[O/H], [N/H] and [Fe/H] versus radius in Model 2 (black solid line) and Model C08 (red dashed line). The data are the same as in Fig. 3.

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Since we are unable simultaneously to reproduce well the surface gas density and the abundance gradients along the Galactic disk using the cosmologically derived infall law by C08 either without the threshold, or without the threshold and adopting a SF efficiency that varies with radius, we now attempt another approch. As we said in Sect. 4, model C08 assumed that the derived infall law has the same functional form for the entire Milky Way, but that the normalization constant differs between different Galactic regions.

5.2 Results for the cosmological infall law with inside-out

We then attempted to derive infall laws that had a different functional form along the disk. In achieving this, we divided the galactic disk into three zones. The first included the central 5 kpc of the disk, the second was a radial shell beginning at 5 kpc and ending at 10 kpc, and the third shell had an inner and outer radii of 10 and 15 kpc, respectively. With knowledge of the coordinates of each DM particle in the main progenitor at each redshift, we calculated the total mass included in each shell, by deriving three different cosmological infall laws in the three zones. It is well-known (Helmi et al. 2003, and references therein) that the build-up of a Galaxy-sized DM halo proceeds in an inside-out fashion, with the mass of the inner part of the halo being in place at high redshift, while its outer part continues to accrete mass until low redshift. We wished to determine whether a cosmological, standard-resolution simulation could still reproduce this behavior; we could then verify whether such a simulation could be used to develop a cosmological, inside-out, baryonic accretion law, without requiring higher resolution simulations of single halos to be completed with DM only or with more complex physics. It is also known that re-simulation of single halos, with gas physics, a star formation prescription, and some effective form of SN energy feedback can reproduce an inside-out formation of disk galaxies (Governato et al. 2007; Abadi et al. 2003a,b). Such numerical simulations are however computationally very expensive and the properties of the simulated galaxy somehow depend on the sub-grid prescription for the various astrophysical processes. Our aim here is to see whether we can obtain similar results using a much simpler numerical approach.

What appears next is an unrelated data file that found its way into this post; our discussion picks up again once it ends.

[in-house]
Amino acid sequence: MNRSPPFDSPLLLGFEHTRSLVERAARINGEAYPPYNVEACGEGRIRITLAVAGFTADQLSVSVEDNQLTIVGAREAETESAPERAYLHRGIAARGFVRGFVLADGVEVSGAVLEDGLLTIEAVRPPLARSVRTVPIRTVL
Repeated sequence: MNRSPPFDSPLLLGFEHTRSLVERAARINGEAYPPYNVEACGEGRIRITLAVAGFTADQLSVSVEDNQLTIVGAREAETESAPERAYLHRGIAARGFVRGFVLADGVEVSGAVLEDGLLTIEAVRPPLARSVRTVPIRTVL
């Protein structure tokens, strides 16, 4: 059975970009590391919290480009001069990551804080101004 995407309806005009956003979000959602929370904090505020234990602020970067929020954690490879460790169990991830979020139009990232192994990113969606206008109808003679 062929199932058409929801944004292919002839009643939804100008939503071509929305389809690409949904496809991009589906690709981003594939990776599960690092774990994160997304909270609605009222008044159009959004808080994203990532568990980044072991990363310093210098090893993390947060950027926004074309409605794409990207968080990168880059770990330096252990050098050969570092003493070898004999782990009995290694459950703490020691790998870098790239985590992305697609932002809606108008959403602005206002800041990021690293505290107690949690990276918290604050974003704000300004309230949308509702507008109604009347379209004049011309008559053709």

We then tested these laws in the chemical evolution model, using no threshold and a star formation efficiency that varies with radius. In Figs. 8 and 9, our results can be seen.

Figure 8 shows that Model 3 reproduces well the observed SFR, especially between 9 and 12.5 kpc. The slope of the curve of observable data is similar to that of Model 3. The predicted SFR is slightly higher than observed only at 2.5 kpc. However, the improvement with respect to model C08 is clear and it is mainly due to the lack of a threshold in the superficial gas density. In the bottom panel, it can be seen that Model 3 has too low a value of $\Sigma_{\rm gas}$ with respect to the observable data and model C08. However, it is interesting that the behavior of the curve is similar to that of the observable data since the increase in the superficial gas density observed by Rana (1991) in the outer part of the disk is also predicted by Model 3. Moreover, the value at 2.5 kpc equals that measured for the observable data.

 \begin{figure}
\par\includegraphics[width=8.8cm]{0891f08.eps}
\end{figure} Figure 8:

$SFR/SFR_{\odot }$ and surface gas density versus radius in Model 3 (black points) and Model C08 (red dashed line). The data are the same as in Fig. 2.